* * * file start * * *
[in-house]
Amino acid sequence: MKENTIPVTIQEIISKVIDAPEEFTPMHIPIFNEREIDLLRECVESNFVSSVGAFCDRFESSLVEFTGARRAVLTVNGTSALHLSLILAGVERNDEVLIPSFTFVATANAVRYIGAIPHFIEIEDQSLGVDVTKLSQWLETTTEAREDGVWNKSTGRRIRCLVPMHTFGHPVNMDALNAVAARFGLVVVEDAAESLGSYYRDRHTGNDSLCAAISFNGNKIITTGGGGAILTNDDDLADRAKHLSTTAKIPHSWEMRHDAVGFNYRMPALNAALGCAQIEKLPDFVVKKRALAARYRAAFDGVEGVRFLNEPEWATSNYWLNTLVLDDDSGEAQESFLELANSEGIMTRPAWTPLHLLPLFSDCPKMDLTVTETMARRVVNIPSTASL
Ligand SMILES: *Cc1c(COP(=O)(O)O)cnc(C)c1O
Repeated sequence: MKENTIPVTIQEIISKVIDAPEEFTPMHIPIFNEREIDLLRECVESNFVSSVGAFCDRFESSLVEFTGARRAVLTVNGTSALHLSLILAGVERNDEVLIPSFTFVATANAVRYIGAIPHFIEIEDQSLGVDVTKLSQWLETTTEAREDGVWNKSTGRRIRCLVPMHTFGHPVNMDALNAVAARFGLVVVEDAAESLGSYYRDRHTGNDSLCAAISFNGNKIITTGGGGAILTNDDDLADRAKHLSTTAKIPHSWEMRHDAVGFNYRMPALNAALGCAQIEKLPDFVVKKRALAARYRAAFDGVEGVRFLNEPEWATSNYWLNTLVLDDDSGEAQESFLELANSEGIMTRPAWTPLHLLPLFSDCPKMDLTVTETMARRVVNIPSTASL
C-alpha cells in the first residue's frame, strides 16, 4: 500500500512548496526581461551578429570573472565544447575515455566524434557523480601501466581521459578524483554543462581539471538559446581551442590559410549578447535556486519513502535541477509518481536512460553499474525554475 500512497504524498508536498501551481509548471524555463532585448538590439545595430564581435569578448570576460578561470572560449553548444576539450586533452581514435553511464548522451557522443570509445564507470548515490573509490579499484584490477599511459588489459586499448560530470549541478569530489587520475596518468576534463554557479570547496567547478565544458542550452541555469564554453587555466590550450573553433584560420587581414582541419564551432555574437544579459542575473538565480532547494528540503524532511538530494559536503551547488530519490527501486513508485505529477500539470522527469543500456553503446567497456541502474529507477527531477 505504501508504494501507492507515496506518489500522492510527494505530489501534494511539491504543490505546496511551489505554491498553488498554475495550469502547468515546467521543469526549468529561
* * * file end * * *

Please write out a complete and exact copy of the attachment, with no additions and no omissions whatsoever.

[in-house]
Amino acid sequence: MKENTIPVTIQEIISKVIDAPEEFTPMHIPIFNEREIDLLRECVESNFVSSVGAFCDRFESSLVEFTGARRAVLTVNGTSALHLSLILAGVERNDEVLIPSFTFVATANAVRYIGAIPHFIEIEDQSLGVDVTKLSQWLETTTEAREDGVWNKSTGRRIRCLVPMHTFGHPVNMDALNAVAARFGLVVVEDAAESLGSYYRDRHTGNDSLCAAISFNGNKIITTGGGGAILTNDDDLADRAKHLSTTAKIPHSWEMRHDAVGFNYRMPALNAALGCAQIEKLPDFVVKKRALAARYRAAFDGVEGVRFLNEPEWATSNYWLNTLVLDDDSGEAQESFLELANSEGIMTRPAWTPLHLLPLFSDCPKMDLTVTETMARRVVNIPSTASL
Ligand SMILES: *Cc1c(COP(=O)(O)O)cnc(C)c1O
Repeated sequence: MKENTIPVTIQEIISKVIDAPEEFTPMHIPIFNEREIDLLRECVESNFVSSVGAFCDRFESSLVEFTGARRAVLTVNGTSALHLSLILAGVERNDEVLIPSFTFVATANAVRYIGAIPHFIEIEDQSLGVDVTKLSQWLETTTEAREDGVWNKSTGRRIRCLVPMHTFGHPVNMDALNAVAARFGLVVVEDAAESLGSYYRDRHTGNDSLCAAISFNGNKIITTGGGGAILTNDDDLADRAKHLSTTAKIPHSWEMRHDAVGFNYRMPALNAALGCAQIEKLPDFVVKKRALAARYRAAFDGVEGVRFLNEPEWATSNYWLNTLVLDDDSGEAQESFLELANSEGIMTRPAWTPLHLLPLFSDCPKMDLTVTETMARRVVNIPSTASL
C-alpha cells in the first residue's frame, strides 16, 4: 500500500512548496526581461551578429570573472565544447575515455566524434557523480601501466581521459578524483554543462581539471538559446581551442590559410549578447535556486519513502535541477509518481536512460553499474525554475 500512497504524498508536498501551481509548471524555463532585448538590439545595430564581435569578448570576460578561470572560449553548444576539450586533452581514435553511464548522451557522443570509445564507470548515490573509490579499484584490477599511459588489459586499448560530470549541478569530489587520475596518468576534463554557479570547496567547478565544458542550452541555469564554453587555466590550450573553433584560420587581414582541419564551432555574437544579459542575473538565480532547494528540503524532511538530494559536503551547488530519490527501486513508485505529477500539470522527469543500456553503446567497456541502474529507477527531477 505504501508504494501507492507515496506518489500522492510527494505530489501534494511539491504543490505546496511551489505554491498553488498554475495550469502547468515546467521543469526549468529561